Tuesday, September 23, 2008

If Mom Made Brownies Like This I'd Have Moved Next Door

This Cook's Illustrated article talks about trying to find brownies like Mom used to make. My mother is a terrific baker, legendary for her many varieties of homemade cookies, but when it came time to make brownies she and all the other Moms reached for a box of Betty Crocker. And, contrary to what our anal-retentive Cook's Illustrated friends have to say, some of the boxed mixes (mmmm... Ghirardeli Double Chocolate Brownie mix) are pretty good.

There's "pretty good" and there's a transcendent chocolate experience, and everyone should have one of those at least once. That's asking quite a lot of a simple baked good, isn't it? But this brownie can rise to the occasion and it's absolutely worth the effort and expense.

I know, I know, I bust on CI's Goldilocks reviews (this was was too soupy, this one was too dry, this one was just right!!) but really, their recipes are unparalleled.

My preference was to leave the nuts out, since a co-worker is allergic and there was absolutely no way I was keeping all of these at home. It calls for cake flour, and it really does make a difference to use cake flour and not all-purpose. Look, if you're going for a definitive dessert occasion, spring the $2.50 for the cake flour to take it all the way. Ditto for decent chocolate. You don't save up to go to Hawaii and stay in the hotel room, you don't get your driver's license and insist on sitting in the back seat. If you're in, you're IN.

This is not really a new-to-baking recipe. But if you're feeling more confident in the kitchen than you did six months ago, why not give it a try when you have some time to devote to it? At the very worst it will end up as an intensely chocolatey goo that would be great on ice cream, or as intensely chocolatey crumbs - that would be great on ice cream. If this is a first-time effort on a more complicated recipe, don't promise to bring them to the neighborhood potluck. Who needs that kind of pressure? Commit to bringing napkins or bakery cupcakes, and wow them with these if you're happy with the result. Better yet, tell someone who knows how to use a double-boiler that you'll trade brownies for some company in the kitchen and a quick lesson.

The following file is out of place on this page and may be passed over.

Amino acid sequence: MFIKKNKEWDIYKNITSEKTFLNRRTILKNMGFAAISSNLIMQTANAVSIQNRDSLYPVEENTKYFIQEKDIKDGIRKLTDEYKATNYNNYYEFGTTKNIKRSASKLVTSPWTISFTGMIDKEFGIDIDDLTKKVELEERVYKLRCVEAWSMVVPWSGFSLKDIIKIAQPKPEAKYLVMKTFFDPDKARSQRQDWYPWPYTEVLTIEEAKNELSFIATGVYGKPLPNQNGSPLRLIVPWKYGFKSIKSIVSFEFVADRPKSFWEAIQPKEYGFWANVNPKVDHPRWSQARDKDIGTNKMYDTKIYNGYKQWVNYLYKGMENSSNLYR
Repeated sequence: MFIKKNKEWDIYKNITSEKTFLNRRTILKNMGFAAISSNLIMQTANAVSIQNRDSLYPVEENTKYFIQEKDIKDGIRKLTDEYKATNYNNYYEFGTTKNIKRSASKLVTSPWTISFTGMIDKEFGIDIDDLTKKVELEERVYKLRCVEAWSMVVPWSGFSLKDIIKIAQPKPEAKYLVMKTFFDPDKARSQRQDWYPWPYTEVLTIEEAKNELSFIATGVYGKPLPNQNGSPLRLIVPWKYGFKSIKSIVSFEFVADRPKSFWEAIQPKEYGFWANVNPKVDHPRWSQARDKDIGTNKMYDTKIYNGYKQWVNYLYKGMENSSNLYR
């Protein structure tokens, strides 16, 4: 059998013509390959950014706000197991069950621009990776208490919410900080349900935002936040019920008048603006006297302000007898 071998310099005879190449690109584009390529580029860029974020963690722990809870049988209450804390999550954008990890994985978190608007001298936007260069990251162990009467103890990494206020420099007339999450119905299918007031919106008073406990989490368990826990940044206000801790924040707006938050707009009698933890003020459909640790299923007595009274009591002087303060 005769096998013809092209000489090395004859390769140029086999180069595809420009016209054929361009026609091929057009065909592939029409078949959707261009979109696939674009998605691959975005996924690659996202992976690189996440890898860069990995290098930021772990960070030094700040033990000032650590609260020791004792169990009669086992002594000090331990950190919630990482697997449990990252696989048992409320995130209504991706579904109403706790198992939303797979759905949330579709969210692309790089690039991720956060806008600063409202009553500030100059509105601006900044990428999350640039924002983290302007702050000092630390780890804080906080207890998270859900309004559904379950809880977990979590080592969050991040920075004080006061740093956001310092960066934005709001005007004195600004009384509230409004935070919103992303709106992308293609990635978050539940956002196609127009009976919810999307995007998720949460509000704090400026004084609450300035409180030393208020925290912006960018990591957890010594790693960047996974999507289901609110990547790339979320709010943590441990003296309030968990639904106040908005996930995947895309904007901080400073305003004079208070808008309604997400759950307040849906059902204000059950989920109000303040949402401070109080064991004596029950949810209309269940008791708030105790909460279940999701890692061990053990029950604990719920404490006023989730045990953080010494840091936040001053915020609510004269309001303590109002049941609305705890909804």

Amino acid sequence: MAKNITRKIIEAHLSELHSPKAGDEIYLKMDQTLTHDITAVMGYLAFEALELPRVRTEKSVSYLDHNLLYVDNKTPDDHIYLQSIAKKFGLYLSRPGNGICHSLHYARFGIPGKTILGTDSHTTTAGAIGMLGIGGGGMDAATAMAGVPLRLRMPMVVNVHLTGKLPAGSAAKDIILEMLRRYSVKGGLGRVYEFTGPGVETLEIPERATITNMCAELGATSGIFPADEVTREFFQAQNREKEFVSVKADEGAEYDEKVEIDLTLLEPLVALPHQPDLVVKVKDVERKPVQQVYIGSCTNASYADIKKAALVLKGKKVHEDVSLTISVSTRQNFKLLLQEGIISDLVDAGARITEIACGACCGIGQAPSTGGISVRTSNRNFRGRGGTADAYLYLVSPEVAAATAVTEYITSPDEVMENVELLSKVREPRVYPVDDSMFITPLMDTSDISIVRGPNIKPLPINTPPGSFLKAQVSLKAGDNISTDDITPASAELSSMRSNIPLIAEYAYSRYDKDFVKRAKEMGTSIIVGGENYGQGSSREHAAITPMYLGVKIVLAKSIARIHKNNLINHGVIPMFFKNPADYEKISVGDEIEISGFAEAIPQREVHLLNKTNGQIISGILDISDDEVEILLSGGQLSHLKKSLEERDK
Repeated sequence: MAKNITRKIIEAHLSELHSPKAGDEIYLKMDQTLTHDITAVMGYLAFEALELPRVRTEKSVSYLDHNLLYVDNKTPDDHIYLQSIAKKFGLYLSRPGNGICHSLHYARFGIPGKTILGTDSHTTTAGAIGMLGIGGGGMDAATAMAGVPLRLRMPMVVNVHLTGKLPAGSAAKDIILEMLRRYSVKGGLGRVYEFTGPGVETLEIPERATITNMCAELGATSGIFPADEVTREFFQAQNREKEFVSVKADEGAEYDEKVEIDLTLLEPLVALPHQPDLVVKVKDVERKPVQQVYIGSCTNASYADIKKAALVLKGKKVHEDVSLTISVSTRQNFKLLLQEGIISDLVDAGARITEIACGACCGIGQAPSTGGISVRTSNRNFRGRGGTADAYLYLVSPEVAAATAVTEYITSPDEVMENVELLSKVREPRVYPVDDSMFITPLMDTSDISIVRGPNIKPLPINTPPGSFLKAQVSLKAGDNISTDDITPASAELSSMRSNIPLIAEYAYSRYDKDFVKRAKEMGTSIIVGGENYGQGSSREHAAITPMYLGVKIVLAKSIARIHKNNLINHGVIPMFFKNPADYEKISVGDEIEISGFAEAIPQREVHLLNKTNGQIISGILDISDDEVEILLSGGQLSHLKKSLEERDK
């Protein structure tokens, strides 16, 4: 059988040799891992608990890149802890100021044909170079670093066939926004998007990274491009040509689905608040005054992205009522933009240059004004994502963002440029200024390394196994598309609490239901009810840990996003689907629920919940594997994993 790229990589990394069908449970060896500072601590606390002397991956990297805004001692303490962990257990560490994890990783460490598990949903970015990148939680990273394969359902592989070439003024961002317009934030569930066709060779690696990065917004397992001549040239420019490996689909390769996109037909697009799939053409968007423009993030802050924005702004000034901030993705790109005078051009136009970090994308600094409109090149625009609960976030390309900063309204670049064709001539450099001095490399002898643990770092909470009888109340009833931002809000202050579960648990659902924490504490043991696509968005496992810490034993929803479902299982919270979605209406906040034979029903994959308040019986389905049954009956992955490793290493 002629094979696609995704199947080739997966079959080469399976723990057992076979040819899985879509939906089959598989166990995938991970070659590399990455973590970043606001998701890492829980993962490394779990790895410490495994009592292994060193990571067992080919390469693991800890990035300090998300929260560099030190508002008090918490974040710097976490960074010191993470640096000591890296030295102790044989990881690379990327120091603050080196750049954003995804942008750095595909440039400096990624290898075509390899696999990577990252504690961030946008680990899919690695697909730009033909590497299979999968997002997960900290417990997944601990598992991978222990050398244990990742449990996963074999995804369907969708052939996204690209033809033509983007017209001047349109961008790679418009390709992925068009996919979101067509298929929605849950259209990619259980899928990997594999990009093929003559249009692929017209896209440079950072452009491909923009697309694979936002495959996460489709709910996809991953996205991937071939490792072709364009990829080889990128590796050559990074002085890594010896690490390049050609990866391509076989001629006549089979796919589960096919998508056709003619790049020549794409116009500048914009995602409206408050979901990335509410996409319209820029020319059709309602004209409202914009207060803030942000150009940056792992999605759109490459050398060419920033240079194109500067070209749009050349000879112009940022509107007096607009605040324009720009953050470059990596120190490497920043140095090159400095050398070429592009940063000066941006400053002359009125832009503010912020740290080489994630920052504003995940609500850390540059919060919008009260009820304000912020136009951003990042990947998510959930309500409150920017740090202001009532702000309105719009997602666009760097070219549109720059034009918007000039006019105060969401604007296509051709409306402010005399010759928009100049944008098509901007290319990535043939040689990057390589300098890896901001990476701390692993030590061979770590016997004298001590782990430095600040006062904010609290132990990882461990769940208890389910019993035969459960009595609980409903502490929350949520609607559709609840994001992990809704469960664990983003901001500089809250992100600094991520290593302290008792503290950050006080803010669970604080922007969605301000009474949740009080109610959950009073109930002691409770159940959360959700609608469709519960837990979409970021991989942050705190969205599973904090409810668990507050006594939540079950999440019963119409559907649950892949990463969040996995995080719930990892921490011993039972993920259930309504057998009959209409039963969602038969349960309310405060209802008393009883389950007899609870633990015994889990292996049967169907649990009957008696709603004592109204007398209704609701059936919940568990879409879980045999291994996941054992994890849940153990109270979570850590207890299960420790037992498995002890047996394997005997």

1 cup (4 ounces) pecans or walnuts, chopped - optional
1 1/4 cups (5 ounces) cake flour
1/2 teaspoon salt
3/4 teaspoon baking powder
6 ounces unsweetened chocolate, chopped fine (not "bittersweet" - use unsweetened chocolate or "baking" chocolate. Ghirardelli or Lindt is preferred; Baker's chocolate is the Waikiki Holiday Inn)
12 tsp (1 1/2 sticks) unsalted butter, cut into small pieces
2 1/4 cups sugar
4 large eggs
1 tablespoon vanilla extract - to experienced bakers this sounds like too much. It's not.

1. Adjust oven rack to middle position; heat oven to 325 degrees. If your oven doesn't have a true middle, use the upper-middle.

2. Cut aluminum foil and fold lengthwise to 8-inch width. Fit foil into the length of a 13x9-inch baking pan; allow excess foil to hang over the pan edge. I stopped there and it worked fine; the recipe says to cut another length of foil to put width-wise in the pan. Do be sure to use at least one - the foil overhang serves as a handle to let you lift the brownies right out.

3. Spray foil-lined pan with nonstick cooing spray.

4. If using nuts, spread nuts evenly on a rimmed baking sheet and toast in the oven 5 - 8 minutes. So says the recipe - I say DO NOT let them go as long as 8 minutes. Nuts have a funny way of becoming toasted, then burnt, then just bursting into flame.

I will not entertain questions about this.

5. Whisk to combine flour, salt, and baking powder in medium bowl; set aside.

6. Melt chocolate and butter in large heatproof bowl/double boiler, stirring occasionally, until smooth. When chocolate mixture is completely smooth, remove bowl from saucepan and gradually whisk in sugar. Add eggs one at a time, whisking after each addition until thoroughly combined. Whisk in vanilla. Add flour in three additions, folding with rubber spatula until batter is completely smooth.

7. Transfer batter to prepared pan; using spatula, spread batter into corners of pan and smooth surface. Sprinkle toasted nuts (if using) evenly over batter and bake until toothpick or wooden skewer (dry spaghetti works, too!) inserted into center of brownies comes out with few moist crumbs attached, 30 to 35 minutes.

8. Cool on wire rack to room temperature, about 2 hours, then remove brownies from pan by lifting foil overhang. Slice into 2"x2" squares and serve.

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